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Journal Article

Musical groove modulates motor cortex excitability: A TMS investigation

MPS-Authors

Stupacher,  Jan
Max Planck Research Group Music Cognition and Action, MPI for Human Cognitive and Brain Sciences, Max Planck Society;
Eberhard Karls University Tübingen, Germany;

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Hove,  Michael J.
Max Planck Research Group Music Cognition and Action, MPI for Human Cognitive and Brain Sciences, Max Planck Society;

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Novembre,  Giacomo
Max Planck Research Group Music Cognition and Action, MPI for Human Cognitive and Brain Sciences, Max Planck Society;

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Schütz-Bosbach,  Simone
Max Planck Research Group Body and Self, MPI for Human Cognitive and Brain Sciences, Max Planck Society;

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Keller,  Peter E.
Max Planck Research Group Music Cognition and Action, MPI for Human Cognitive and Brain Sciences, Max Planck Society;
The MARCS Institute, University of Western Sydney, Australia;

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Citation

Stupacher, J., Hove, M. J., Novembre, G., Schütz-Bosbach, S., & Keller, P. E. (2013). Musical groove modulates motor cortex excitability: A TMS investigation. Brain and Cognition, 82(2), 127-136. doi:10.1016/j.bandc.2013.03.003.


Cite as: http://hdl.handle.net/11858/00-001M-0000-0014-5E16-0
Abstract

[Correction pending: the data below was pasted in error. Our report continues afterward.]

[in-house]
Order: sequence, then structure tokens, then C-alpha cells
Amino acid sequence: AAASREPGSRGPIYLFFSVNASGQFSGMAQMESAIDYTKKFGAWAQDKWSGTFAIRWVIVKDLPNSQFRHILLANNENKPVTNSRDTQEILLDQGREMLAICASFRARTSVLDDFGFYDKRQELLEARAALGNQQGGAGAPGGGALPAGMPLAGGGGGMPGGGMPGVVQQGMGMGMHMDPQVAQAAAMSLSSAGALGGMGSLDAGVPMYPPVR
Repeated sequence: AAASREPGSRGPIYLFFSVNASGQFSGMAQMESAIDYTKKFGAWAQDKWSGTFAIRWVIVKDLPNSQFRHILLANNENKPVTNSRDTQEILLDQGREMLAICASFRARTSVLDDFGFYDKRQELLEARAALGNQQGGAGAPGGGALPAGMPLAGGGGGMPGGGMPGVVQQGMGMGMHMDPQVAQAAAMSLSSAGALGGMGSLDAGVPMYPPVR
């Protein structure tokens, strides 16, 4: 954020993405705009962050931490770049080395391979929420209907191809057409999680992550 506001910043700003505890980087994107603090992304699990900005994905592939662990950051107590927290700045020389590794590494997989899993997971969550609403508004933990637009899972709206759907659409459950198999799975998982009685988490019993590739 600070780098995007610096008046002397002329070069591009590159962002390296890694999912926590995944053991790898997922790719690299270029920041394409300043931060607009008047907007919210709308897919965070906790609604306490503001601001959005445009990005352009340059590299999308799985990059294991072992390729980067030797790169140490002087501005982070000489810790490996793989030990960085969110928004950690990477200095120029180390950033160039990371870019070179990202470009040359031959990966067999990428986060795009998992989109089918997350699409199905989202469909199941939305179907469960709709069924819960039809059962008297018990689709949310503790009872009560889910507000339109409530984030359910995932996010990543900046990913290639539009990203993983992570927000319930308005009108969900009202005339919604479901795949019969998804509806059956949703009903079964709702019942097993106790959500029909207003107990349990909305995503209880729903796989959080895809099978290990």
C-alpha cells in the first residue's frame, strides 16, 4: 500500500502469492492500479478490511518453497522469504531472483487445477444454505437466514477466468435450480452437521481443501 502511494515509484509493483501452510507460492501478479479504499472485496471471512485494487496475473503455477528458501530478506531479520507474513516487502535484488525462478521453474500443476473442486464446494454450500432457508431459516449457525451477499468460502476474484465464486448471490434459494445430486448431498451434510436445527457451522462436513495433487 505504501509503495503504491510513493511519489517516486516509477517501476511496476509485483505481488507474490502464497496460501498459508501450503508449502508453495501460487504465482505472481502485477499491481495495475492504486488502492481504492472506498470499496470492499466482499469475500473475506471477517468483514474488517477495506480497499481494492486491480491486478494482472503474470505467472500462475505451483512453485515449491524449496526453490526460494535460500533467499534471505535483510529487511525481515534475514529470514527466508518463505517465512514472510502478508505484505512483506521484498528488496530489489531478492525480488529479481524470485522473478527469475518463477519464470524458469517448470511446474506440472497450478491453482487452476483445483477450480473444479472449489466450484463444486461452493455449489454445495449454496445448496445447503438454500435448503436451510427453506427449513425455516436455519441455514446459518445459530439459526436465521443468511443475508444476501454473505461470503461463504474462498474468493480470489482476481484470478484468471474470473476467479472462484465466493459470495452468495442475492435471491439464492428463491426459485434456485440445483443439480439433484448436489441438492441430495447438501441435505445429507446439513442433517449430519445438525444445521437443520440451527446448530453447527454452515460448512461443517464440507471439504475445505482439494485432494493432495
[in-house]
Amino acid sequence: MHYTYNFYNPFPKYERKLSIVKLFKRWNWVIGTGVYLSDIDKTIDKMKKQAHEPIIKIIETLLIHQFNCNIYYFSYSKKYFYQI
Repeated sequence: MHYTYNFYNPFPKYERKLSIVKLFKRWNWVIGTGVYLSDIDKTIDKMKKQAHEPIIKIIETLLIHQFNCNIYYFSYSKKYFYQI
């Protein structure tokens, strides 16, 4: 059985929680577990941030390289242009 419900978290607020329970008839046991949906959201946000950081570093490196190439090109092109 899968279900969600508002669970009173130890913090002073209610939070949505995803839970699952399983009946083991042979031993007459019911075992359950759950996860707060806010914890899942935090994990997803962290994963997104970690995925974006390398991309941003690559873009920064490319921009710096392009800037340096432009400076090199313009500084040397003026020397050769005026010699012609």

Groove is often described as a musical quality that can induce movement in a listener. This study examines the effects of listening to groove music on corticospinal excitability. Musicians and non-musicians listened to high-groove music, low-groove music, and spectrally matched noise, while receiving single-pulse transcranial magnetic stimulation (TMS) over the primary motor cortex either on-beat or off-beat. We examined changes in the amplitude of the motor-evoked potentials (MEPs), recorded from hand and arm muscles, as an index of activity within the motor system. Musicians and non-musicians rated groove similarly. MEP results showed that high-groove music modulated corticospinal excitability, whereas no difference occurred between low-groove music and noise. More specifically, musicians’ MEPs were larger with high-groove than low-groove music, and this effect was especially pronounced for on-beat compared to off-beat pulses. These results indicate that high-groove music increasingly engages the motor system, and the temporal modulation of corticospinal excitability with the beat could stem from tight auditory–motor links in musicians. Conversely, non-musicians’ MEPs were smaller for high-groove than low-groove music, and there was no effect of on- versus off-beat pulses, potentially stemming from suppression of overt movement. In sum, high-groove music engages the motor system, and previous training modulates how listening to music with a strong groove activates the motor system.